The First Lego League (FLL for short) is a joint venture between FIRST (For Inspiration and Recognition of Science and Technology) and LEGO. FIRST is an organization dedicated to attracting youths to science and technology by means of creative and interesting methods. So, it seemed only a matter of time before they teamed up with LEGO, a company known for their versatile plastic toy blocks. The FLL was founded in 1998, and had only 2,000 members, but now they boast over 30,000 members worldwide, with over 2,750 registered teams.

Every September, The FLL issues a challenge to all registered teams, that describes a situation, or scenario in which a robot would prove useful. The teams then have eight weeks to construct a robot, using an FLL issued LEGO Mindstorm Robotics set that can complete as many obstacles within the challenge as possible, in a certain time limit. In addition to the standard set, teams may use any LEGO brand pieces to improve their robot mechanically, or visually.

All of the obstacles are constructed out of LEGO pieces and are placed on the playing field, which is roughly 3 ft. by 6 ft. and are assigned a certain point value that is to be awarded upon completion of the task. For example, the 2002 FLL challenge was called City Sights, and was designed to get teams to think like urban planners, and try and find ways that a robot would improve city life. Some of the tasks included moving boulders made of LEGO pieces from a specific area, collecting LEGO rings from LEGO trees, and collecting toxic barrels made from LEGO pieces.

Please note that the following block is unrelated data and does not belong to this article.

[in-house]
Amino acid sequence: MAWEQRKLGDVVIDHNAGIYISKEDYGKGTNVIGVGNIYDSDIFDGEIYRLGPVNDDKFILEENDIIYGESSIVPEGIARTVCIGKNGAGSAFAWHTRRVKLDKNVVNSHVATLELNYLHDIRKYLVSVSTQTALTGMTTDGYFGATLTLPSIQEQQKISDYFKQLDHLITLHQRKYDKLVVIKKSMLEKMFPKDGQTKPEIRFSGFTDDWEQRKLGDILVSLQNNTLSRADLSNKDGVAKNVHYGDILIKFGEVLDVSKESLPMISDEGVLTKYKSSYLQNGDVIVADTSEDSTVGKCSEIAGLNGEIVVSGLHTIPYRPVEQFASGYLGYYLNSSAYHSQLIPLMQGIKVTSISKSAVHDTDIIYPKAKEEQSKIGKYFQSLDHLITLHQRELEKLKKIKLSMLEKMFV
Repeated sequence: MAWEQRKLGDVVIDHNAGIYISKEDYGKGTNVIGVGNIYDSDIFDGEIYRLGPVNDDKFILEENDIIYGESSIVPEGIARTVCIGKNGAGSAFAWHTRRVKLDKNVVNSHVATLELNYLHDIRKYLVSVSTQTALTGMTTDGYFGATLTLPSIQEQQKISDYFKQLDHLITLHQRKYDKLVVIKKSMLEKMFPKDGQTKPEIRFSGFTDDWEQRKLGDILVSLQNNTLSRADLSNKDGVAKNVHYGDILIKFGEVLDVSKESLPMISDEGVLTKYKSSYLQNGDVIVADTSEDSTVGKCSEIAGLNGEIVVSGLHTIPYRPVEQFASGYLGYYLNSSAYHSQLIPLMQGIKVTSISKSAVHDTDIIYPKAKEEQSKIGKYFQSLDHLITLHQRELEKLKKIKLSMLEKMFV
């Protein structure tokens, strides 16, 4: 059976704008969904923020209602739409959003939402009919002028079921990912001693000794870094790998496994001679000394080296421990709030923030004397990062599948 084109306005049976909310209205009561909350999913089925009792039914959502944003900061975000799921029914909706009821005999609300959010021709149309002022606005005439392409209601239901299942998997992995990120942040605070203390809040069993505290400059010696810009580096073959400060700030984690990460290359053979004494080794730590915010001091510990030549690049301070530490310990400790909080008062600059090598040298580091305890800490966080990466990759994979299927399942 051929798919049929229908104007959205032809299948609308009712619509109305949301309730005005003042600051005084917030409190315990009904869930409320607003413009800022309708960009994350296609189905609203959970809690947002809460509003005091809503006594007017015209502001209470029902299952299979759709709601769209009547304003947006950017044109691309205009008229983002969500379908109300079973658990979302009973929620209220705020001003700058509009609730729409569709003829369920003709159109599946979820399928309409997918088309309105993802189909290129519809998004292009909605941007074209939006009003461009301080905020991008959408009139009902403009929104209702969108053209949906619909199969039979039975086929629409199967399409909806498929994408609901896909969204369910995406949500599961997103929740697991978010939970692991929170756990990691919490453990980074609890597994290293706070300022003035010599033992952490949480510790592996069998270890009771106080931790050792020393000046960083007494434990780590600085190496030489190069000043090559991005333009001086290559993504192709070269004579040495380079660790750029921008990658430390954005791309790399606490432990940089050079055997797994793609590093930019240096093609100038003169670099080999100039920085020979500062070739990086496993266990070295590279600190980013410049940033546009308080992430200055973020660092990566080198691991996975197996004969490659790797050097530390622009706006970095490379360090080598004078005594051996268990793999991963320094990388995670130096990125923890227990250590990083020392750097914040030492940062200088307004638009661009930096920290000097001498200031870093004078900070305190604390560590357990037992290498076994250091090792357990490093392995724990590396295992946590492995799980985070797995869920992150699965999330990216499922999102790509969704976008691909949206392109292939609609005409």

While constructing the robot was a vital part of the project, teams were also faced with the daunting task of programming their robot, using the LEGO Mindstorm software. One should keep in mind that the majority of the children that participate in these events are still in elementary and middle school, so it is almost expected that supervisors and mentors help in this area.

As if all of this weren't enough, each team is also expected to prepare a report that demonstrates their understanding of problematic areas that fall within the challenge setting, as well as some creative, and practical ideas concerning how to eliminate these areas.

After the weeks of preparation, all the teams gather at regional tournaments to test their robots against each other. There are three areas in which each team is scored: the actual testing of the robot, an interview concerning the research project, and another interview that concerns how well the team worked together to accomplish a common goal.

The FLL is still expanding internationally, and has just established registered teams in France. This year's challenge is simply named "Challenge: 2003", and is set on the planet Mars. In this challenge, teams are asked to come up with ways that a robot might explore Mars, and possibly start colonization. If you are interested in becoming a part of The FLL experience, but do not fit the age group for participation, do not fret, you can become involved in other ways. This includes, being a judge at tournaments, being a team supervisor (adults), or even being a team mentor (high school student).

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